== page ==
The North American motor vehicle industry is in the midst of a major restructuring. Not long ago, the sport utility vehicle (SUV) had become a mainstay of North American households, and Canada was the manufacturing base for several popular models.

According to a Statistics Canada's study, "Since 1999, SUV production in Canada increased dramatically, even though overall automotive manufacturing had stalled. During 2004, SUV production surpassed the output of both minivans and pickup trucks in Canada."5 In 2003, SUV sales reached all-time highs in both Canada and the United States.

But market pressures for SUVs and other gas-guzzlers plunged last year in North America, the result in large part due to increased gasoline prices. Many energy-conscious consumers re-assessed their need for large vehicles, and as a result, demand for such vehicles has fallen off. Various car manufacturers are in the midst of a major re-engineering of their product lines and production facilities.

In addition, competition from innovative, foreign-owned automakers contributed to a steady decline in the share of retail sales in Canada held by the three North American car makers—General Motors, Ford and DaimlerChrysler. In 2005, they accounted for about three quarters of Canadian auto assembly, down from 85% just five years ago.

Food shipments pared, wood shipments trimmed

Food, Canada's second largest manufacturing industry, reported a slight 0.2% decline to $68.5 billion in 2005. The decline was attributable to labour strife in the meat products industry and a drop in shipments of grain and oilseed milling due to a drought-stricken harvest of 2004.

Overall, Canada's shipments of wood products fell 6.0% to $35.4 billion last year. Subsiding demand and substantially lower prices for wood products further contributed to the lower production.

The average annual industrial price for lumber products fell 8.5% in 2005, although rebuilding efforts in the wake of the US hurricane season contributed to a late-year boost in prices.6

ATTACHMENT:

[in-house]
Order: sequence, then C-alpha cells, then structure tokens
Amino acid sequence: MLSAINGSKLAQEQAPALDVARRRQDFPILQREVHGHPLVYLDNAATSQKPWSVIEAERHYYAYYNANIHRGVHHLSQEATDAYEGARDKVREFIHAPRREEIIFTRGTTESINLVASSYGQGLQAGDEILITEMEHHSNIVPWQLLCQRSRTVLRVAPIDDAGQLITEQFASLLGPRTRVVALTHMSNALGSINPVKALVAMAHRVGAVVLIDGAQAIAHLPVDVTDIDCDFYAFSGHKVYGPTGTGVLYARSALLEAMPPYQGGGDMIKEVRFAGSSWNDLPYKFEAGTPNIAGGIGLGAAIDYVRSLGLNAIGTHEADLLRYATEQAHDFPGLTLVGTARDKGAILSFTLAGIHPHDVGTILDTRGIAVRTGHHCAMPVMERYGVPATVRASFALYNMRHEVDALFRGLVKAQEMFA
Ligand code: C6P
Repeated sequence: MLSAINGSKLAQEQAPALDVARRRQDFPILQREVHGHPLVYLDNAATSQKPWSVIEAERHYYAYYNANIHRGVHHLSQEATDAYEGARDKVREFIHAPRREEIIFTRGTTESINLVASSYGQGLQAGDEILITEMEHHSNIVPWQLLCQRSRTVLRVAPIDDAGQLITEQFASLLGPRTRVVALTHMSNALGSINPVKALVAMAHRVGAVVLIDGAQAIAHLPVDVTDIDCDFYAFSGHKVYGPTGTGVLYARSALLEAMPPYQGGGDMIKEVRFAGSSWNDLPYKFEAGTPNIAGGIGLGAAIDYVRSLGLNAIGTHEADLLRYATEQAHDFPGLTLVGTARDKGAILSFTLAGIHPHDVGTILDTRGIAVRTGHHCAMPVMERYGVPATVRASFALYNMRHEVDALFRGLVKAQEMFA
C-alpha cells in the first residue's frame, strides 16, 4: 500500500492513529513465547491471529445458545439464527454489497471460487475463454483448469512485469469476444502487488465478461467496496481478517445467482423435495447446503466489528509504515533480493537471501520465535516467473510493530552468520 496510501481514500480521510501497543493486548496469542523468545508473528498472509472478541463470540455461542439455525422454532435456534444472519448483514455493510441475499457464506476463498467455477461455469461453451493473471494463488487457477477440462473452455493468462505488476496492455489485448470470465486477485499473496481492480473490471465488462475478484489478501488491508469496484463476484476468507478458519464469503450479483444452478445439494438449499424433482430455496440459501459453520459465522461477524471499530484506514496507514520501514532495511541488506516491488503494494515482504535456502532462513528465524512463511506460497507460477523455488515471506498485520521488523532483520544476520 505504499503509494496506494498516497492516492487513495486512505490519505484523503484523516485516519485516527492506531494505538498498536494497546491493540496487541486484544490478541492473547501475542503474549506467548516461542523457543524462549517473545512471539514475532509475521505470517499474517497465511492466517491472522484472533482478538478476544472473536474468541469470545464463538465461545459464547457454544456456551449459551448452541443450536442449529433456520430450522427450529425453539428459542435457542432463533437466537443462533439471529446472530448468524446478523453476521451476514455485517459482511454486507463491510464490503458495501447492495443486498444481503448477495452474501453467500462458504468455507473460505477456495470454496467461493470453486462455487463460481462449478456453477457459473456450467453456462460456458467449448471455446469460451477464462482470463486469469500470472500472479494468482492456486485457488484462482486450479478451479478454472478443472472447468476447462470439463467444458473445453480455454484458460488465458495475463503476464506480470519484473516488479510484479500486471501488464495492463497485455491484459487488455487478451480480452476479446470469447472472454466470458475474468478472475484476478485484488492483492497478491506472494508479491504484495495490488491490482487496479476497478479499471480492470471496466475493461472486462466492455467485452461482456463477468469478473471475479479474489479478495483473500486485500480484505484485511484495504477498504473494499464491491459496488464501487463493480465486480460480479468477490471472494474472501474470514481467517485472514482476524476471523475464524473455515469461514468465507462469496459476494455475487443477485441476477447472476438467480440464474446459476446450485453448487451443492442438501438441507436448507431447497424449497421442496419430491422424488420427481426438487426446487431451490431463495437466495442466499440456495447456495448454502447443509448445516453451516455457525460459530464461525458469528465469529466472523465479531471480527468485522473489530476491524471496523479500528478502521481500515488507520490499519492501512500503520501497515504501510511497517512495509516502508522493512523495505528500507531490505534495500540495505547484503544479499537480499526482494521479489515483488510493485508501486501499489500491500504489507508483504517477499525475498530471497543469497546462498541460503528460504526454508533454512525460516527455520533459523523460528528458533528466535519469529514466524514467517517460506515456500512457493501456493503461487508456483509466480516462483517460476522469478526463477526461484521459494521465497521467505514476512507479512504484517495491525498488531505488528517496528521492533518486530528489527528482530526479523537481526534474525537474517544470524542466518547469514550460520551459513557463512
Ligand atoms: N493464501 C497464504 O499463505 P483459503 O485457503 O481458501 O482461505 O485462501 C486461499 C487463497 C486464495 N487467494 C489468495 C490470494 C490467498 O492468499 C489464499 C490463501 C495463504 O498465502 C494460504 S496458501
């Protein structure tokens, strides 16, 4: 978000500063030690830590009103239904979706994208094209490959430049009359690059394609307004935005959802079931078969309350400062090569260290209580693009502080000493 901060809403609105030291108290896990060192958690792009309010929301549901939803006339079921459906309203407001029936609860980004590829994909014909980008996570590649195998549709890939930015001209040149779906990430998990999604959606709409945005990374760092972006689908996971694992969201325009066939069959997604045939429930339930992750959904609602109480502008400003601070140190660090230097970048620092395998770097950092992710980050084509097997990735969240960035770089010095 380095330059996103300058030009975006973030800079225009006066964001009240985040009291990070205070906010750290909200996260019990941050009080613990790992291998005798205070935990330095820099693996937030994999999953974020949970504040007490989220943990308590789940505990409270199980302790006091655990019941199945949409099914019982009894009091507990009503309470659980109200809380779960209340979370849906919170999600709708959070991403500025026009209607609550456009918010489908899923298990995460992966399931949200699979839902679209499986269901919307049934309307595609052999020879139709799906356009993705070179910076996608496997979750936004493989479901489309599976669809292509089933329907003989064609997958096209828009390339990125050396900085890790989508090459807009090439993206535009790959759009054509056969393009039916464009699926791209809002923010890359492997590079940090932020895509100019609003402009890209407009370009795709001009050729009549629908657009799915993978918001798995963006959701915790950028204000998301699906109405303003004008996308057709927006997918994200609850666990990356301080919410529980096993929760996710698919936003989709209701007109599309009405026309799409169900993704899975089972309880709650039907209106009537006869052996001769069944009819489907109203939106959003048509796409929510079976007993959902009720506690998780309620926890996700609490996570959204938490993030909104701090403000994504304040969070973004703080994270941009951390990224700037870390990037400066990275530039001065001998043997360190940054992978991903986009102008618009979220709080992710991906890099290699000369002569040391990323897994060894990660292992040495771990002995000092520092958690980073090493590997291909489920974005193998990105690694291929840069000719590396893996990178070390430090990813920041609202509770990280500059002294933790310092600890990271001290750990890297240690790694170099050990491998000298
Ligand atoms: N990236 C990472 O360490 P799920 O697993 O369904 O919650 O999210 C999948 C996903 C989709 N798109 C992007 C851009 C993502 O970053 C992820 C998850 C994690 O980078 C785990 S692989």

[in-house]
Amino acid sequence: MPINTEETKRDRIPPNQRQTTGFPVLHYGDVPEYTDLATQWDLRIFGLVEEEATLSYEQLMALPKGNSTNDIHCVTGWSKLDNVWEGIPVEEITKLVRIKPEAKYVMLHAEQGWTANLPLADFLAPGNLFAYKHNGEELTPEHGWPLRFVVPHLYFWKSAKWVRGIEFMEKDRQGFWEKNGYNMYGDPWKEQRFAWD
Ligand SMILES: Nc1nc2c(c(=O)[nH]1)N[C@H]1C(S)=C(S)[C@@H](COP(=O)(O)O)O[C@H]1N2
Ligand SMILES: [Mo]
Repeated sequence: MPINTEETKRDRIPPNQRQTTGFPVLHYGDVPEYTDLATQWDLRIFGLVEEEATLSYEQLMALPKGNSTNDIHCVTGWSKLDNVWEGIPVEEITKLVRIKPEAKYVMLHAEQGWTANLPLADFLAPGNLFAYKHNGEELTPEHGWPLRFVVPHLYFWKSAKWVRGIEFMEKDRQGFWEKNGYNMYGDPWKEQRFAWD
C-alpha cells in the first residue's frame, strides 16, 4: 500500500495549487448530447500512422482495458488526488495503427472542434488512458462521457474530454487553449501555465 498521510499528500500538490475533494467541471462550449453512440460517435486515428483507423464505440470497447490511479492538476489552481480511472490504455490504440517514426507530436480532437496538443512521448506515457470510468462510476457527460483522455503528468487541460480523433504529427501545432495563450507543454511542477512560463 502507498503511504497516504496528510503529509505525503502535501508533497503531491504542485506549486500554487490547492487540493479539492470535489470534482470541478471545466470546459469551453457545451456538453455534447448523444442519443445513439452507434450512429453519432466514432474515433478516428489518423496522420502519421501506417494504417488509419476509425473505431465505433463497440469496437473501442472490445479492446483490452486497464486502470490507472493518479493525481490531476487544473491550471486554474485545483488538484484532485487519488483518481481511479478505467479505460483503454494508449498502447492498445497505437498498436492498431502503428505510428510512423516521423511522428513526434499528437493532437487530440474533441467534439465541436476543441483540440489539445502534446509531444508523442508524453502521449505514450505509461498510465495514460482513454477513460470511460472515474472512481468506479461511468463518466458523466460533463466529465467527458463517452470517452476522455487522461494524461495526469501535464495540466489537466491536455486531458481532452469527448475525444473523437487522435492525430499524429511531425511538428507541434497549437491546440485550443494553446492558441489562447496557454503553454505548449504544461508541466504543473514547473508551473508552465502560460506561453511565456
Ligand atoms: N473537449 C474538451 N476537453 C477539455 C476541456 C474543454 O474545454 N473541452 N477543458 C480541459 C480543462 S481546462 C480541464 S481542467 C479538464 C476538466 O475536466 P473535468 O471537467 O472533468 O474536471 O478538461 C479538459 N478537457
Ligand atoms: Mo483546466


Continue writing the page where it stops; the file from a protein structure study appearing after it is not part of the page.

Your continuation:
Paper manufacturing has been in the doldrums for a number of years, as shipments of paper fell 2.4% to $32.3 billion in 2005, the lowest level since 1998. It was the fifth consecutive annual decline.

Softening newsprint demand, high energy costs and the strong Canadian dollar all contributed to weakness in the paper sector. Newsprint consumption has also been declining in recent years due to increased popularity of electronic media.7

Shift to resource-rich West

There was a definite shift in momentum of shipment activity to the resource-rich West, which counterbalanced more muted growth in the manufacturing-heavy central provinces.

By far, the majority of Canadian manufacturing activity remained east of the Ontario-Manitoba border. Even so, for the fourth consecutive year, Quebec and Ontario saw a slight erosion in their share of total manufacturing shipments compared to the rest of the country.

Combined, Quebec and Ontario accounted for 74.6% of total Canadian shipments in 2005, down from 77.4% in 2000. At the same time, the share of the four western provinces edged up from 18.5% to 20.6%. The share of the Atlantic provinces held steady in the range of 4% to 5%.

Over the last couple of years, the western provinces have done particularly well, largely the result of their rich, natural resources, coupled with strong domestic and globally-based demand for these resources.

Manufacturers in Alberta shipped $59.3 billion worth of goods last year, a 12.0% increase. Saskatchewan's resource-based industries also supplemented the province's 8.2% gain in shipments, which rose to $10.4 billion. This followed a big resource-based 21.8% surge in 2004.

In Manitoba, manufacturers recorded an increase of 3.3%, virtually on par with the national average, while in British Columbia, the increase was a more subdued 1.6%.

Manitoba companies had a volatile year in terms of month-to-month shipments in 2005. However, strong growth in Manitoba's primary metals and fabricated metal products industries contributed to its overall increase.

In British Columbia, a sharp drop in the average price of lumber products last year offset improvements for food and fabricated metal products manufacturing. As a result, last year's modest 1.6% gain in shipments overall was far below the 13.7% surge in 2004 that was based on wood products.